Besides, you should look into commonly used software, such as transport management systems (TMS), fleet management software, and navigation apps. These can include Paragon Routing, Transporeon, Teletrac Navman, Verizon Connect, and Waze.

The job as an HGV driver could be suitable for you if you have one or more of the following qualifications:

Before we take a look at three important skills you should have when you want to become an HGV driver, we recommend the following: always check the respective job advertisements for the competencies required to apply for and get the job. But for now, let’s explore some of the skills and competencies that will likely also pop up in said job posts and which will enable you to perform an outstanding job.

Is the HGV driver job a good fit for you? Typically, an HGV driver should have or develop the following skills:


Working as an HGV driver will require the highest level of concentration – regardless of the time of day you are driving through the country. You need to be constantly alert to be able to react fast and appropriately. Therefore, you must not take your eye off the ball, so to speak. If you notice your concentration slipping during a shift, you should stop and take a break. This way, you ensure your safety and that of others.

Physical Skills and Endurance

In the job of an HGV driver, you will be tasked with loading and unloading your lorry. As you know, HGV stands for heavy goods delivery and makes it obvious that physical skills are essential to succeed and stay in this job. Therefore, you should be on the “sporty” side and ensure that your physical lifting and carrying skills as well as your physical endurance meet the requirements of your job.

Driving Skills

Naturally, you should also possess excellent driving skills. After all, you are not driving a Mini, you are driving a seriously large vehicle that is loaded with heavy and sometimes even dangerous goods. Knowing how to steer, reverse, park, and ensure overall road safety is essential if you want to make it from A to B – and it once again also ensures the safety of all traffic participants.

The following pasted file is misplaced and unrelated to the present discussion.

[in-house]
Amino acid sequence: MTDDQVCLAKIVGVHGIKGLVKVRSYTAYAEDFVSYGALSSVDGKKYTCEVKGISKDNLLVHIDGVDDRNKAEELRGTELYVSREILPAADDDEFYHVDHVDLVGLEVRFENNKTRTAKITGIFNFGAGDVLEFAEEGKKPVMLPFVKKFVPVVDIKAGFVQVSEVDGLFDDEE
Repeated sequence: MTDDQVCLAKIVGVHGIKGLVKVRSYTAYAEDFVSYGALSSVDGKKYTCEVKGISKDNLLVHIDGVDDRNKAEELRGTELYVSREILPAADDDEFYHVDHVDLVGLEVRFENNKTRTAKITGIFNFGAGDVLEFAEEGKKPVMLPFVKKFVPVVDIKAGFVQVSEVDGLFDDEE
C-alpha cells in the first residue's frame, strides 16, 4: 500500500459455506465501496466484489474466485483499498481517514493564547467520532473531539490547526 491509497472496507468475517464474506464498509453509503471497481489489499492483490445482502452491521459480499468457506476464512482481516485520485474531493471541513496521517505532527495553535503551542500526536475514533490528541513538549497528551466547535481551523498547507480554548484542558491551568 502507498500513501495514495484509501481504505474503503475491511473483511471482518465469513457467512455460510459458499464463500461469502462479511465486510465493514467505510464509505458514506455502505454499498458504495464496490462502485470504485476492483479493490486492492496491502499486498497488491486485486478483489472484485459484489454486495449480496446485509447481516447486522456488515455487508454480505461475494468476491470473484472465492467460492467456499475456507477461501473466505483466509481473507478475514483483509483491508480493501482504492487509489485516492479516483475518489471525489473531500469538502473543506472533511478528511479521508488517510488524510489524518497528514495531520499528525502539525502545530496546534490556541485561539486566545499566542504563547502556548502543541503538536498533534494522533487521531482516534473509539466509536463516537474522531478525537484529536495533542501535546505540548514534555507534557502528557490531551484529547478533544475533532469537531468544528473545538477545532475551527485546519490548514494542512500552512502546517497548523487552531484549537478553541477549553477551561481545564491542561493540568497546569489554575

Career Path

After you have been an HGV driver for some years, you can think about specialising and doing further training. An interesting option could be to train for your Advisory Dangerous Goods by Road (ADR) Certificate or to look into becoming an HGV driving instructor. You can also think about moving into management and turning to a more admin-based side of HGV driving.

Educational Background

If you want to become an HGV driver in the UK, you can look into doing a Large Goods Vehicle (LGV) Driver C and E Level 2 Intermediate Apprenticeship. You can find your right apprenticeship in the civilian world and with the Royal Forces. 

Alternatively, you can complete the appropriate course which must include passing your CPC/Driver Certificate of Professional Competence. Various institutions are offering this course, such as the National Vocational Driving Instructor Register (NVDIR). 

Another interesting option is to take part in a Skills Bootcamp in HGV Driving. These boot camps are free of charge and offer you the following: a job interview guarantee with an employer near you and a category C or CE driving licence.

Entry Level

Your HGV driver career can start with the entry-level position of a junior driver, for example. Here, you start with driving smaller lorries that carry less risky goods. With years of work experience, a clean driving record, and maybe a specialisation, you can progress to more senior positions where you take on more responsibilities, different goods, and more complex routes.

Continuous Learning

To advance your HGV driver’s career, you need to continuously look into professional improvement. You can do further training in specialised driving areas, for example, Accredited Driver Training (ADR) which qualifies you to transport dangerous goods. Another useful qualification is the so-called HIAB training (Hydrauliska Industri AB) with which you are qualified to operate hydraulic lifting equipment. You – and your company – can also benefit from eco-driving training where you learn to drive sustainable and eco-friendly.

A Day in the Life of an HGV Driver

You already know that your job driver involves a lot of long-distance driving and travelling. Your time on the roads is necessary to get goods from one place to another. Before you head out for your first drive of the day, you will perform other tasks. And some of your daily tasks wait for you at the end of your working day. These we will take a look at in this section.

Vehicle Inspection